AB InBev's not toasting Brazil as brewer posts drop in profit and cuts revenue forecast

 
Rebecca Smith
Brazil spoiled ABInBev's merger party
Brazil spoiled ABInBev's merger party (Source: Getty)

Anheuser-Busch InBev has been celebrating the £79bn takeover of SABMiller earlier this month, but Brazil spoiled the party for its third quarter results.

The world's biggest brewer reported a surprise drop in third-quarter profit and cut its revenue forecast. And it's all Brazil's fault apparently - one of the brewer's most important markets.

Read more: AB InBev shares rise after swallowing up SABMiller

The figures

The Belgium-based maker of Budweiser, Stella Artois and Corona said adjusted earnings before interest, taxes, depreciation and amortisation (Ebitda) fell two per cent. Analysts had forecast 4.5 per cent growth.

Revenue also fell below estimates, growing 2.8 per cent on an organic basis.

The fizz was knocked out of AB InBev just a little, as it said it no longer expects sales growth to beat inflation in 2016 and cut its outlook for Brazil (for the second time this year).

Total volumes dropped 0.9 per cent for the quarter, with AB InBev's own beer volumes fell 0.2 per cent, predominantly due to a 4.1 per cent decline in Brazil. The brewer said this was due to "a weak industry".

Why it's interesting

Well, AB InBev has just completed a huge takeover SABMiller, combining to form the world's largest brewer and these results are a little underwhelming.

Ebitda in Brazil plunged 33 per cent, prompted by unfavourable foreign exchange hedges. Beer sales dropped for a fourth straight quarter in the country, which is AB InBev's second biggest market.

And it's not the only company struggling in Brazil. Higher taxes and a drooping economy, as well as the outbreak of the Zika virus have made for a tough climate. Danone and Unilever can also attest to this.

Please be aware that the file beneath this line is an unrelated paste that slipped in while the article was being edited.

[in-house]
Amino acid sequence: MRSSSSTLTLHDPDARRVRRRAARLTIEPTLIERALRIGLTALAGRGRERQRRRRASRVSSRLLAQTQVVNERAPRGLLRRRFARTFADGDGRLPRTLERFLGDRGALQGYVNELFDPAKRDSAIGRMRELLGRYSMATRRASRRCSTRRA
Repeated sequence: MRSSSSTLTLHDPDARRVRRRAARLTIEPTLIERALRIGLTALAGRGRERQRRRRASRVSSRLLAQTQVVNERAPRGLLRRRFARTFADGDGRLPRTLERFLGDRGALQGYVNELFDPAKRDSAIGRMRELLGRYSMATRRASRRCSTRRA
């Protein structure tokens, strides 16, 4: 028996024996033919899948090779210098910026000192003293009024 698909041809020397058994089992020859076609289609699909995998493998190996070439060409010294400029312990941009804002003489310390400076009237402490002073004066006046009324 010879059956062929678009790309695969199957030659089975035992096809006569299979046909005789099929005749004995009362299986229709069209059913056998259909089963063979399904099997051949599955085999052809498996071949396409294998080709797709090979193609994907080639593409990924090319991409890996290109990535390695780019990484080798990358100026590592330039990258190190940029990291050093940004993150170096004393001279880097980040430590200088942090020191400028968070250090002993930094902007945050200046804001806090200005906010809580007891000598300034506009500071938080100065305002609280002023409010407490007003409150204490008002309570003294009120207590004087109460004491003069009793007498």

What ABInBev said

"Most of our markets delivered solid volume, revenue and EBITDA. However these results were negatively affected by a very weak quarter in Brazil, driven by the challenging consumer environment, a tough 3Q15 volume comparable, and the impact of unfavourable foreign exchange transactional hedges on cost of sales," said AB InBev.

Read more: Glass looks half full for AB InBev's Megabrew takeover of SABMiller

The brewer still had plenty to smile about though.

We are very pleased to have successfully completed our combination with SABMiller. The rationale is extremely compelling. It brings together two great companies to create the first truly global brewer, and one of the world’s leading consumer products companies. The combined company has a leadership position in most of the world’s largest profit pools, and a rich portfolio including seven of the top ten most valuable beer brands in the world.

We extend a warm welcome to our new colleagues and look forward to working with them to ensure a smooth integration.

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